The Finnish branch of Service Civil International (SCI), Kansainvälinen vapaaehtoistyöry (KVT) organises short-term volunteer work camps. Typically lasting two weeks (although some projects run for 12 months), their aim is to support local initiatives while promoting equality, social acceptance and respect for the environment. You'll need to pay co-ordinance fees, and sort your own visa (where appropriate).
There are plenty of opportunities to teach English as a second language in Finland. It's a less popular ESL teaching destination, so there are more job openings in urban areas, such as Tampere, Turku and the capital Helsinki.
You'll most likely find opportunities in private and international schools, and you won't need to be fluent in Finnish or Swedish to teach English - creating a strictly English-speaking classroom environment is preferable.
The minimum entry requirements to teach English in Finland are a Bachelors degree and Teach English as a Foreign Language (TEFL) certificate. Individual schools may have their own requirements, so check before you apply. Explore the qualification further by reading our advice on teaching English abroad.
Finnish employers expect graduates to have relevant experience before they're hired. Internships and summer work placements may provide a gateway to employment.
Student placements can be arranged by:
- AIESEC UK - for students and recent graduates
- IAESTE UK - for science, engineering, technology and applied arts students.
If you're an EU/EEA citizen or a resident of Switzerland, Liechtenstein or a Nordic country, you won't need a visa to enter Finland. However, you'll need to apply for a residence permit if you're staying longer than three months, which you'll do through your local police station.
All workers from outside these countries, including the UK, need to obtain a residence permit to enter Finland before arriving, which can be applied for in the Finnish embassy or consulate in your country or online through EnterFinland.fi.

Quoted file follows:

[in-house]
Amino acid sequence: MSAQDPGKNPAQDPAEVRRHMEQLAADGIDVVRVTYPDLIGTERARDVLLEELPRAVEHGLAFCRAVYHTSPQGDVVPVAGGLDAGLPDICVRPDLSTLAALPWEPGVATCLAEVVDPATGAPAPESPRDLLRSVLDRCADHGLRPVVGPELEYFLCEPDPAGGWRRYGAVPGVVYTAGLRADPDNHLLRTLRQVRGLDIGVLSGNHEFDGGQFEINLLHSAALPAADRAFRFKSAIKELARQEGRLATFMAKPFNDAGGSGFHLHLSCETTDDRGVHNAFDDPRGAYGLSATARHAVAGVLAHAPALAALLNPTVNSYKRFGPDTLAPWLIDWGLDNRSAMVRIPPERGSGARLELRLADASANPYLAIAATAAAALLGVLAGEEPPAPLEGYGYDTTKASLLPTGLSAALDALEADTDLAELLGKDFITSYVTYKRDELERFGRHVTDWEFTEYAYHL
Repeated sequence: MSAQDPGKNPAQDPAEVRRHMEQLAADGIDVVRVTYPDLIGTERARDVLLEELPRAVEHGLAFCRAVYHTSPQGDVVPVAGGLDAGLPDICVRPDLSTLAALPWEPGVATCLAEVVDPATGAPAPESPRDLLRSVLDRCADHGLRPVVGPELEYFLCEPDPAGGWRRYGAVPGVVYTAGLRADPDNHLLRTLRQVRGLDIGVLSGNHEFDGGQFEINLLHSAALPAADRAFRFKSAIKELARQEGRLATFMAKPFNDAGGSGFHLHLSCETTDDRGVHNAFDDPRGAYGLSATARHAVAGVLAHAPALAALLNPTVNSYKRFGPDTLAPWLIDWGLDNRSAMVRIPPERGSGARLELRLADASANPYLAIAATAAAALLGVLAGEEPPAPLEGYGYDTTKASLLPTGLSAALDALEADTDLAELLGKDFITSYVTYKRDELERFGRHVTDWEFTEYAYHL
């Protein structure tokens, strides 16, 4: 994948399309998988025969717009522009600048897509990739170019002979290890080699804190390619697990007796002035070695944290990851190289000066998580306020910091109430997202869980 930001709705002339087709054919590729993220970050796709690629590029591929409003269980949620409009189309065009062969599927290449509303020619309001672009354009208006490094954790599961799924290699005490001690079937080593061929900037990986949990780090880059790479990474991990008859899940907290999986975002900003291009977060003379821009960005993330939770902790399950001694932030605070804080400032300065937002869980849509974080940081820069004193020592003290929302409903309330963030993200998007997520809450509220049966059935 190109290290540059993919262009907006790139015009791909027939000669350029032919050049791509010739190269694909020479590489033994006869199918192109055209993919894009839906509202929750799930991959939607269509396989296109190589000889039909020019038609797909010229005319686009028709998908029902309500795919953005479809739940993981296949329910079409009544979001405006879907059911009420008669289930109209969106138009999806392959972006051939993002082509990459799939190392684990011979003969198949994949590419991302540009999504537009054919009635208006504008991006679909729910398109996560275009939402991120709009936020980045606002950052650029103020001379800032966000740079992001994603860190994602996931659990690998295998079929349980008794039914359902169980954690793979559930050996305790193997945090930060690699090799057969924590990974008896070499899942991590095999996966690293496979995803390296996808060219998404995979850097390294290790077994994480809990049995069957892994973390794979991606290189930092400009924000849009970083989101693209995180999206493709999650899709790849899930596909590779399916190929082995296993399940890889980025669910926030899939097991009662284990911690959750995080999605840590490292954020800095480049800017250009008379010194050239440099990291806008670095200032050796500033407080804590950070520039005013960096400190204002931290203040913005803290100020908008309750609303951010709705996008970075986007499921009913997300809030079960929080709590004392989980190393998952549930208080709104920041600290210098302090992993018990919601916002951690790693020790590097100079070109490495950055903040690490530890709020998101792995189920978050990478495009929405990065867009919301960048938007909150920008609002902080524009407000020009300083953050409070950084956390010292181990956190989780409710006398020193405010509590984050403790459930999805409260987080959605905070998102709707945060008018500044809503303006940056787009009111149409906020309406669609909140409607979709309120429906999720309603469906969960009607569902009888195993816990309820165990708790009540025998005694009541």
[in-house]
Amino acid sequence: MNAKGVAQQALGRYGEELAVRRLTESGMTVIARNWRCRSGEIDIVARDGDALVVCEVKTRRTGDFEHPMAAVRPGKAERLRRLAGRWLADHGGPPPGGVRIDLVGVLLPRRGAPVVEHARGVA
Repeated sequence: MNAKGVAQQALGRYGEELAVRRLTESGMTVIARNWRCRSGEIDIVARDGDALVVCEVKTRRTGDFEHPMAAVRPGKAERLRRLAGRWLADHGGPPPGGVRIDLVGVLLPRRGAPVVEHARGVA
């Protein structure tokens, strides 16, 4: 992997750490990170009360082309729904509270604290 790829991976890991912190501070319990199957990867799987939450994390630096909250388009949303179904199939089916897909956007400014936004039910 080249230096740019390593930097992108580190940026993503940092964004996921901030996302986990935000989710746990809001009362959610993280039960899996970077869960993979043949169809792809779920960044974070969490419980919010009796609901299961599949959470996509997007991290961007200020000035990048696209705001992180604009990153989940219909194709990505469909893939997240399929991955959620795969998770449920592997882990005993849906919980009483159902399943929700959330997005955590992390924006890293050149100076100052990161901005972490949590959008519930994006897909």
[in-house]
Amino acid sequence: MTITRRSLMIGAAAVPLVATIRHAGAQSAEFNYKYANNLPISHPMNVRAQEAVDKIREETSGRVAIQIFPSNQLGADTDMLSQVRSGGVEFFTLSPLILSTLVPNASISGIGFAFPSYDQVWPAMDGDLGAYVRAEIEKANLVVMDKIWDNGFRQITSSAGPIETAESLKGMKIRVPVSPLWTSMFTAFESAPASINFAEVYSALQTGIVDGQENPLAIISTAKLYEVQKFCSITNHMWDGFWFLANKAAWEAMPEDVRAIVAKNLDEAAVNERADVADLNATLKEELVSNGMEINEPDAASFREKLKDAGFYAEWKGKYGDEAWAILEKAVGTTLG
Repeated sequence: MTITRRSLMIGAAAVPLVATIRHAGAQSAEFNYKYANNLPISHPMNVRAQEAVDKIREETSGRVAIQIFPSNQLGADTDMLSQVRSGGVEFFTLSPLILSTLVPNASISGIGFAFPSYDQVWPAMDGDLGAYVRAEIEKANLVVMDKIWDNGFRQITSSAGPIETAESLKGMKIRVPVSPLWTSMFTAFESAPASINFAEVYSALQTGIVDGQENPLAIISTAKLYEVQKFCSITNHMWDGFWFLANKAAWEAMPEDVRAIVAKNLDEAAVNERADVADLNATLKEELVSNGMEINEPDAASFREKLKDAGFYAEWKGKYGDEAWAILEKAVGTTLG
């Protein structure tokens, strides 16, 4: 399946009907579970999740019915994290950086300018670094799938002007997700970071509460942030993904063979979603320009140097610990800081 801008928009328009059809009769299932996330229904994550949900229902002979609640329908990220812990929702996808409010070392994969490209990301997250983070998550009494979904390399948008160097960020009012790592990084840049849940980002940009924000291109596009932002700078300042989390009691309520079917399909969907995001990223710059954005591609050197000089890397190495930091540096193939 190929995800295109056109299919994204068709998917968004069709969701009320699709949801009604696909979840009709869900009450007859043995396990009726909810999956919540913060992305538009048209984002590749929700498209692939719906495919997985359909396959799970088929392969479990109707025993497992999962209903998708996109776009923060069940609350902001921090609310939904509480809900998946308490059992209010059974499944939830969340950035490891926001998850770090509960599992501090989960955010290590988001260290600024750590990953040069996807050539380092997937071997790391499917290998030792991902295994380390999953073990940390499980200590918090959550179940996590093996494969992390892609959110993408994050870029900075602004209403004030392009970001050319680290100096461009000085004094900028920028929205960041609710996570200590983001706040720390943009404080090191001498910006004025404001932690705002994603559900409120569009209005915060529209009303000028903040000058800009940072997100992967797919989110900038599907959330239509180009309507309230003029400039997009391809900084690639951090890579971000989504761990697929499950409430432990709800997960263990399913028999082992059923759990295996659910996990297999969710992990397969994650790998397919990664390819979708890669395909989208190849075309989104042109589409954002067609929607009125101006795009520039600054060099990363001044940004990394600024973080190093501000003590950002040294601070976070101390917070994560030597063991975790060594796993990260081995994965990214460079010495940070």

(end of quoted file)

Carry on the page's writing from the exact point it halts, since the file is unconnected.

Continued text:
You'll need a self-employment permit if you're moving to Finland to start a business, which can be granted once you've submitted your business to the Finnish Trade Register.
Residence permit applications can take up to four months to be processed and approved, so apply as early as possible.
If you're planning to stay longer than a year you'll also need to register with the Finnish Population Information System, which you'll do through your nearest Local Register office.
Finland has two main official languages, Finnish and Swedish, although Swedish is only the first language of 10% of the population. There are also a number of minority languages, including Romani, Sami and Finnish Sign Language.
A good grasp of Finnish is essential to work in the vast majority of sectors. Not only to succeed professionally, but to integrate in society - and for your own safety - it's vital for you to learn the language.
Your line of work will determine the level of proficiency you'll need. For instance, you'll need an excellent understanding of Finnish to work in healthcare, business and other customer-facing roles.
How to explain your qualifications to employers
As Finland is a member of the Bologna Process, ensuring direct comparability of qualifications across EU member states, you shouldn't have a problem explaining the qualifications you've gained in the UK to Finnish employers.
However, you may be required to have your qualifications officially recognised to work in some regulated professions, such as healthcare and education. Your employer can advise on whether this applies to you - if so, you'll need to visit the Finnish National Agency for Education.
What's it like to work in Finland?
The 2019 Work-Life Balance Index ranked Helsinki as the best city for work/life balance beating the competition provided by 40 of the world's most attractive cities. It led the way on many of the 20 different factors relating to work intensity, society and its institutions.
Finland currently leads the way in terms of flexible working with new laws (Working Hours Act) set to give employees the opportunity to choose when and where they work for at least half of their contracted working hours.
Traditionally, Finnish workers have stuck to a 40-hour week, typically 8am-5pm, Monday to Friday, with a one-to-two-hour lunch break. In addition to 25 days' minimum annual leave, employees also enjoy 13 bank holidays per year.
Everyone is treated as equal in the workplace - colleagues at all levels are involved in decision-making. While employees are encouraged to manage their workload independently, prioritising punctuality in completing work to deadlines, they're also encouraged to approach management with any problems for support and discussion.
You'll only pay tax if you're working in Finland for longer than six months, in which case you'll need to apply for a tax card at your local tax office. Visit Finland's tax administration website for more information.
Find out more
- Discover what it's like to study in Finland.
- Visit GOV.UK - Living in Finland for the latest Finnish travel and visa advice.